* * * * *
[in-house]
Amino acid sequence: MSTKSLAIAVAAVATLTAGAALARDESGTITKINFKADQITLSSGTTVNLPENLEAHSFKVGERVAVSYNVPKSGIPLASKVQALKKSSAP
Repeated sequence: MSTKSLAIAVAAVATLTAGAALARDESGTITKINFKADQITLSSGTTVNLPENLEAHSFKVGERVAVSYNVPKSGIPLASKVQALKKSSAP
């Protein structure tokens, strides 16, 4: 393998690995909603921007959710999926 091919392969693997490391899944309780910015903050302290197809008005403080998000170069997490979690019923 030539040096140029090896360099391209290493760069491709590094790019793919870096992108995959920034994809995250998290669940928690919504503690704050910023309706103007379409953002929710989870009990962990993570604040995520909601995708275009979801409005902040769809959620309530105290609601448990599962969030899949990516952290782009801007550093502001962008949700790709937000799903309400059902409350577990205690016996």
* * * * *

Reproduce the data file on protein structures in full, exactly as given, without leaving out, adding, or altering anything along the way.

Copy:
[in-house]
Amino acid sequence: MSTKSLAIAVAAVATLTAGAALARDESGTITKINFKADQITLSSGTTVNLPENLEAHSFKVGERVAVSYNVPKSGIPLASKVQALKKSSAP
Repeated sequence: MSTKSLAIAVAAVATLTAGAALARDESGTITKINFKADQITLSSGTTVNLPENLEAHSFKVGERVAVSYNVPKSGIPLASKVQALKKSSAP
């Protein structure tokens, strides 16, 4: 393998690995909603921007959710999926 091919392969693997490391899944309780910015903050302290197809008005403080998000170069997490979690019923 030539040096140029090896360099391209290493760069491709590094790019793919870096992108995959920034994809995250998290669940928690919504503690704050910023309706103007379409953002929710989870009990962990993570604040995520909601995708275009979801409005902040769809959620309530105290609601448990599962969030899949990516952290782009801007550093502001962008949700790709937000799903309400059902409350577990205690016996």